The Secrets of Nonsuccess

This article appeared in Time, April 16, 2001.

Picture a country, whose private property laws are so deficient that noone can tell who owns what. Where home addresses cannot be easilyverified and people cannot be forced to pay up debts; a system wherepeople cannot use their house or business as collateral to secure credit.Picture a property system where a successful business cannot split itsstock to sell to other investors. Where there isn't even a standardizedand commercially viable way to describe assets.

Welcome to the daily routine of the Third World, where five sixths ofthe world's population lives. Their living conditions embody a paradox:Capitalism should, supposedly, be the solution to globalunderdevelopment, however, so far it hasn't had the opportunity toprove it. What's even worse is that it hasn't even tried. In a capitalist economy all operations arebased in the laws of property and its transactions, however, Third World property laws do notinclude 80% of its population's assets and transactions. The dispossessed are as far apart fromeconomic activity, as blacks and poor whites once where under South African apartheid.

Why is this so important? Conventional microeconomic reform programs have always ignored thepoor, assuming that they do not have the resources upon which to build and generate aggregatevalue. Flagrant error: I, along with my team of researchers, recently finished a series of studies onThird World underground economies and concluded that, in fact, the disposed are no so poor afterall.

Their assets in Peru amount to close to 90.000 million dollars, or 11 times over the value of all thestocks listed in the Peruvian Stock Market and 40 times more than the sum of the foreign aid thatthe country has gotten since the end of WWII. In Mexico the estimated amount is 315.000 million,seven times more than the value of PEMEX, that country's national oil corporation.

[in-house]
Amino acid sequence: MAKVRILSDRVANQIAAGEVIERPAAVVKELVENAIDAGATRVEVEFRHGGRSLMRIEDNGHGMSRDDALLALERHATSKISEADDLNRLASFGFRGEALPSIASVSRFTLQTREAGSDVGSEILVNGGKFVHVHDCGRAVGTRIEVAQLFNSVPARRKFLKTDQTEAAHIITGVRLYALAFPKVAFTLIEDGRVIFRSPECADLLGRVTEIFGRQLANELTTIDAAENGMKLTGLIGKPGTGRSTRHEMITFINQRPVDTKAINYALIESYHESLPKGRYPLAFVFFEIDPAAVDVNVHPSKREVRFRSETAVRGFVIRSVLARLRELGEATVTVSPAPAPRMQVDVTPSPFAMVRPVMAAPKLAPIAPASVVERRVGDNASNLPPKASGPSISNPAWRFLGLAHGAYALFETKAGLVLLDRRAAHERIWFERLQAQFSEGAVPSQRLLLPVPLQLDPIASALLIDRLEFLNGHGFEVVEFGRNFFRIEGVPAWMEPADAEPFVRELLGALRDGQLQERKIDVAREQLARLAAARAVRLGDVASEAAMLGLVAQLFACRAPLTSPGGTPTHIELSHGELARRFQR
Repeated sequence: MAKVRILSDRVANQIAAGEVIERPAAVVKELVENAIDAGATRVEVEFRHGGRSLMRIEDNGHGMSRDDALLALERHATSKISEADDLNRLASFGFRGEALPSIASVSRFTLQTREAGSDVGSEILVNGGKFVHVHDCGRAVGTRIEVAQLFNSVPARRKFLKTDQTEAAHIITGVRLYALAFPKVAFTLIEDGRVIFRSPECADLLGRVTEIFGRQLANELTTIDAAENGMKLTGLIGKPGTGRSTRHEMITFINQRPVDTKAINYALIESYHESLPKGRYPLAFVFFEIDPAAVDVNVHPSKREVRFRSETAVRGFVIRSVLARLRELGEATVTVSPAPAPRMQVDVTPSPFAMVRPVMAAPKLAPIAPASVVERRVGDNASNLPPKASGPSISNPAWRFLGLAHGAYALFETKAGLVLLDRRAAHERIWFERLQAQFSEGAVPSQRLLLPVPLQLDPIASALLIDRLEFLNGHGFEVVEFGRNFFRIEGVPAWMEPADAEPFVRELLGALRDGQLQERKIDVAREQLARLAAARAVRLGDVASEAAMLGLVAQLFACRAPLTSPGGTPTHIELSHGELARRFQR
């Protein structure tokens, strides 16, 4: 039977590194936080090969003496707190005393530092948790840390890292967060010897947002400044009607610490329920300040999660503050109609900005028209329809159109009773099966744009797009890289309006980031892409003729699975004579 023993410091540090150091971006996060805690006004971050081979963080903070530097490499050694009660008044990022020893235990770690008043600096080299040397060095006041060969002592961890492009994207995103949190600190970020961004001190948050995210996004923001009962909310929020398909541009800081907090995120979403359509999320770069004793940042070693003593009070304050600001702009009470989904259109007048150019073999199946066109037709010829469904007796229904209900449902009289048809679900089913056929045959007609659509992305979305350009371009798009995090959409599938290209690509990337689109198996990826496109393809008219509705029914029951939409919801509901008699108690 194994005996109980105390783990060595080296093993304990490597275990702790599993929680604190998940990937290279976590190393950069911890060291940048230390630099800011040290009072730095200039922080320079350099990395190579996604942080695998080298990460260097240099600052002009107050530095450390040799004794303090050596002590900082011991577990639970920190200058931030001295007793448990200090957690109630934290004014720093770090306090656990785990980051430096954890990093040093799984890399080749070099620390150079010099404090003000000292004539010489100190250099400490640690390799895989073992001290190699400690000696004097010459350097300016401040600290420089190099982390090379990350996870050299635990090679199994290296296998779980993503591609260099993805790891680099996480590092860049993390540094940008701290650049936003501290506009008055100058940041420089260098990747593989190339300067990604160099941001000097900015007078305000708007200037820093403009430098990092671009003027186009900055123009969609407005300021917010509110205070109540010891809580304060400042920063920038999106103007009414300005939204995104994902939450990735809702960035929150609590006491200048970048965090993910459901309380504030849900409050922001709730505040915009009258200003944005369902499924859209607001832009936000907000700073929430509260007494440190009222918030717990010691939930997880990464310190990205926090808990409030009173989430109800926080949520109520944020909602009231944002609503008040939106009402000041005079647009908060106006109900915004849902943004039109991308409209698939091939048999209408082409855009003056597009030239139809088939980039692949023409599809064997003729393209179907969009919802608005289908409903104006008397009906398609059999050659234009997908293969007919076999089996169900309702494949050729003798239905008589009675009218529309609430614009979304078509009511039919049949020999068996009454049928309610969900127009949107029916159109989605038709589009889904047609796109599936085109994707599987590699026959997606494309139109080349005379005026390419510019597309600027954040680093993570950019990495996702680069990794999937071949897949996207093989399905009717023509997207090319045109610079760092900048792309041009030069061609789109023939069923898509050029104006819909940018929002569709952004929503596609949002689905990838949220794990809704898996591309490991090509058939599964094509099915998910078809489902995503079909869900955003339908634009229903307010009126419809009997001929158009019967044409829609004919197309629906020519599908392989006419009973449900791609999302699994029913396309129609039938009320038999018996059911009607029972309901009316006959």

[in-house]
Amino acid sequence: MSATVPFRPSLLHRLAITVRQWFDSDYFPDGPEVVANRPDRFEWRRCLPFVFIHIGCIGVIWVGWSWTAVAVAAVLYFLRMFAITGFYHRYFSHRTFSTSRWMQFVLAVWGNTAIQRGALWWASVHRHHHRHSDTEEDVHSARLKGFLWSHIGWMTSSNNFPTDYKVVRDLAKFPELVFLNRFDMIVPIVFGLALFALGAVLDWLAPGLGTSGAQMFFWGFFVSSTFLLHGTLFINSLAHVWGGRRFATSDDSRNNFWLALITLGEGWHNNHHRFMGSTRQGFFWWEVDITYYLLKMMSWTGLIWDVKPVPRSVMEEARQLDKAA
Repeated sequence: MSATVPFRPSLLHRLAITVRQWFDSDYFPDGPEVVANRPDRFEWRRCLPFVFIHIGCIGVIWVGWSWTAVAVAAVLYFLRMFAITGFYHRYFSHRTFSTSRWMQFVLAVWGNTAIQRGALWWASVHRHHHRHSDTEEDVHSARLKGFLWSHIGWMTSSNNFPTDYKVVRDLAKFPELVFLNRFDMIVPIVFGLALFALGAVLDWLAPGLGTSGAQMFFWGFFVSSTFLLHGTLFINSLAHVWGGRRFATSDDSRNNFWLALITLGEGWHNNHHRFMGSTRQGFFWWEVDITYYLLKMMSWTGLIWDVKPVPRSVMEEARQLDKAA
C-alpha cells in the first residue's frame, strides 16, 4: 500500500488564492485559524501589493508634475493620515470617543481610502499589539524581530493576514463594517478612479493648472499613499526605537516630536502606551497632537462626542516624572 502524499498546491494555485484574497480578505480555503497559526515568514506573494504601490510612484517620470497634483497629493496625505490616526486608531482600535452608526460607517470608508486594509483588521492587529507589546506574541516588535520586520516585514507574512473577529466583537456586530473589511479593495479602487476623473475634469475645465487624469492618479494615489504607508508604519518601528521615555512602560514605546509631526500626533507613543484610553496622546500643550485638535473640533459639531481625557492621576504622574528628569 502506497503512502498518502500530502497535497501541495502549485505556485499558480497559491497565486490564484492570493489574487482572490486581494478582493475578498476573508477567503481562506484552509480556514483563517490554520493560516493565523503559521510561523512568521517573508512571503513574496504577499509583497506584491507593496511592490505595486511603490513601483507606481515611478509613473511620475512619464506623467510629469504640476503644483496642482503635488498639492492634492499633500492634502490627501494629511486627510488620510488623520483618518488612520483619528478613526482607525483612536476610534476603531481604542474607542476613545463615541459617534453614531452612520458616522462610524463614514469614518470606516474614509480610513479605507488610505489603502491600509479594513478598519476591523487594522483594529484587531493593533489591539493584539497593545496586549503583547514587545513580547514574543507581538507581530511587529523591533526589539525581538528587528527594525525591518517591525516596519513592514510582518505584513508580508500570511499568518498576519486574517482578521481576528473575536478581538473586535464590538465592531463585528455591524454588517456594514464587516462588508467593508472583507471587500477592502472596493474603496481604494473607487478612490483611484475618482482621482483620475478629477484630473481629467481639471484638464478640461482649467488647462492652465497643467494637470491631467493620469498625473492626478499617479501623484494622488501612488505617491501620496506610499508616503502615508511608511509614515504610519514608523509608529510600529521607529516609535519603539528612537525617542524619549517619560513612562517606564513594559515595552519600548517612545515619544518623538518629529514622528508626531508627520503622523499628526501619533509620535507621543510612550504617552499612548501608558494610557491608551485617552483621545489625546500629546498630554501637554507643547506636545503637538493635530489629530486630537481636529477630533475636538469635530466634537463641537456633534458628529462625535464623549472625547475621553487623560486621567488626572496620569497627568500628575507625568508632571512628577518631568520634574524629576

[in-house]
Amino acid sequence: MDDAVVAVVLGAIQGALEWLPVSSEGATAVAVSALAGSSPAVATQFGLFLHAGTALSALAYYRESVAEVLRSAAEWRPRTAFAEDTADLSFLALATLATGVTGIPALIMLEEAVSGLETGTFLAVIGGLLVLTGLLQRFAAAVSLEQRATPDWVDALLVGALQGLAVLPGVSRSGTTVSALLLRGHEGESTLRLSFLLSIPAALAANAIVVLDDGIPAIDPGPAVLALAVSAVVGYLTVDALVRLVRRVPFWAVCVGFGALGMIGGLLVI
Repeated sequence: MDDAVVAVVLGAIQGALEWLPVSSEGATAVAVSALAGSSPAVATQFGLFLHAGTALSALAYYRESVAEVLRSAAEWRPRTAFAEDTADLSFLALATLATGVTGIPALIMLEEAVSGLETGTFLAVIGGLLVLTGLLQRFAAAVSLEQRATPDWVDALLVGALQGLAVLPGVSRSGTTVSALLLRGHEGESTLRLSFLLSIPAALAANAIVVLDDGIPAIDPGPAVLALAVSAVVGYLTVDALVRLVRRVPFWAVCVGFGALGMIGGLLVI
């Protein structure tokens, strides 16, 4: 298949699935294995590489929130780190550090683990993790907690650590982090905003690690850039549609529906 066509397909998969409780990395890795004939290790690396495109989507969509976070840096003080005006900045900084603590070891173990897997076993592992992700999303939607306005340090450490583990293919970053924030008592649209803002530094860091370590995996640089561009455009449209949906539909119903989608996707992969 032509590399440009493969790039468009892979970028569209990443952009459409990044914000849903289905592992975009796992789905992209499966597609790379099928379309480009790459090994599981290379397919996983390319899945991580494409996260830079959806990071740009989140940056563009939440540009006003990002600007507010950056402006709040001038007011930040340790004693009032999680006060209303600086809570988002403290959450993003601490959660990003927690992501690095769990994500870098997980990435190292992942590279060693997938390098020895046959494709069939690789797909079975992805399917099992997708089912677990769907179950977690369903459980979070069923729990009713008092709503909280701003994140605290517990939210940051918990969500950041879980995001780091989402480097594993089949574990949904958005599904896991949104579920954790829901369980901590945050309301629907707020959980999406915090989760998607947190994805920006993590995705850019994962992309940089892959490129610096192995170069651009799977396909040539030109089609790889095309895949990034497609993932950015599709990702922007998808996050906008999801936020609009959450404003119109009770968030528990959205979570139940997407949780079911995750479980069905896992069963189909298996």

The real problem lie in the fact the poor and the middleclass are not allowed to use their assets asthe more privileged classes are. One of the great political challenges facing the Third World is tohave these goods move from the "extralegal" sector, where they stand now, to a less excludinglegal property system, where they may be more productive for all, in addition to generating capitalfor their owners.

Third World governments have already proved that it is possible to reform deficient propertysystems, at least when it comes to dealing with the rich. For instance, in 1990 the PeruvianTelephone Company (CPT) was quoted at 53 million dollars total value. However, the governmentwas unable to sell CPT stock to foreign investors, due to problems with property titles over manyof its assets. Peruvians decided to gather their best and brightest legal minds to come up with alegal title, in accord with standards set by the global economy.

As a result, the property was easily converted to stocks. Rules to protect third party interests andto generate enough confidence to attract credit and investors were generated. The legal team alsodesigned laws for litigation in patrimonial cases, bypassing the cumbersome and corrupt Peruvianjudicial system. Three years later, CPT entered the world of liquid capital selling for a total of2.000 million dollars, or 37 times its initial market value. That's how far the power of a goodproperty system can go.For the dispossessed to have access to legal titles for their assets so they can have a tool to freetheir potential capital, it would be necessary to know what is it they really own. How could weknow this?

Nine years ago the Indonesian Government invited me as a consultant to identify the extralegalsector assets, in which 90% of its population lives. Far from being an expert about that country, Inoticed that whenever I went to a rice farm a different dog came barking out. Dogs did not have tohave a PhD to know their master's assets. Therefore my advise to their Cabinet members was forthem to start "listening to these barks." Ah, Jakum Adat, the people's rights", answered one of theSecretaries.

The history of western capitalism tells in fact how governments, duringhundreds of years, have been adapting "the people's rights" to uniformrules and codes that all could understand and abide by. Propertiesrepresented by dogs, fences and armed guards were turned into titles,stock and certificates. Once the west managed to focus a home propertytitle instead of the house itself, it gained a great advantage over the restof the world. Titles, stocks and patrimonial laws allowed to consider thegoods, not just for what they are - a house as a refugee - but, for whatthey could be turned into - collateral to obtain credit to start a business -Almost seamlessly, through standardized property systems that integrateall, western nations build a stairway that allowed its citizens to claim upfrom the chaotic underground of the material world to a representativeuniverse where capital is created.

Far from being a problem, the poor are in fact a solution. And now is the precise time forpoliticians to start thinking of them in these terms, and not the just the elites, who would be incharge to define property.